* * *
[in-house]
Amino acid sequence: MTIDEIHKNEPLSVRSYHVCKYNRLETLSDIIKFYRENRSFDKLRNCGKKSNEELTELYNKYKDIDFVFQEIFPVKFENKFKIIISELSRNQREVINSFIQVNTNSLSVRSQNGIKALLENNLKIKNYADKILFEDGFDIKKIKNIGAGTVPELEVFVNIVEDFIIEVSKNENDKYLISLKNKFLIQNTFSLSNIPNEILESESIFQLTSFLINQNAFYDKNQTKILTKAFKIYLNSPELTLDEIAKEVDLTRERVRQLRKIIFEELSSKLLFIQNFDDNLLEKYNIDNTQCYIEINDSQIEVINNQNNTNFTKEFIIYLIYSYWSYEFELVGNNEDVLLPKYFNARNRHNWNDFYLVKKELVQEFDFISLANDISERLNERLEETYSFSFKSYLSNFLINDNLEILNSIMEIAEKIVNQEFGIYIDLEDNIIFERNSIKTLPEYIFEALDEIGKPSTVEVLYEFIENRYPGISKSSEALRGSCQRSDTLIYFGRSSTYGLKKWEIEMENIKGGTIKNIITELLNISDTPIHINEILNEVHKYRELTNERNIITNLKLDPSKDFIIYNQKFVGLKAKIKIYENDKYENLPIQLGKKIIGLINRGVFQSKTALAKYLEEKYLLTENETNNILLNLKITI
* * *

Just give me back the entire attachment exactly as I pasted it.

[in-house]
Amino acid sequence: MTIDEIHKNEPLSVRSYHVCKYNRLETLSDIIKFYRENRSFDKLRNCGKKSNEELTELYNKYKDIDFVFQEIFPVKFENKFKIIISELSRNQREVINSFIQVNTNSLSVRSQNGIKALLENNLKIKNYADKILFEDGFDIKKIKNIGAGTVPELEVFVNIVEDFIIEVSKNENDKYLISLKNKFLIQNTFSLSNIPNEILESESIFQLTSFLINQNAFYDKNQTKILTKAFKIYLNSPELTLDEIAKEVDLTRERVRQLRKIIFEELSSKLLFIQNFDDNLLEKYNIDNTQCYIEINDSQIEVINNQNNTNFTKEFIIYLIYSYWSYEFELVGNNEDVLLPKYFNARNRHNWNDFYLVKKELVQEFDFISLANDISERLNERLEETYSFSFKSYLSNFLINDNLEILNSIMEIAEKIVNQEFGIYIDLEDNIIFERNSIKTLPEYIFEALDEIGKPSTVEVLYEFIENRYPGISKSSEALRGSCQRSDTLIYFGRSSTYGLKKWEIEMENIKGGTIKNIITELLNISDTPIHINEILNEVHKYRELTNERNIITNLKLDPSKDFIIYNQKFVGLKAKIKIYENDKYENLPIQLGKKIIGLINRGVFQSKTALAKYLEEKYLLTENETNNILLNLKITI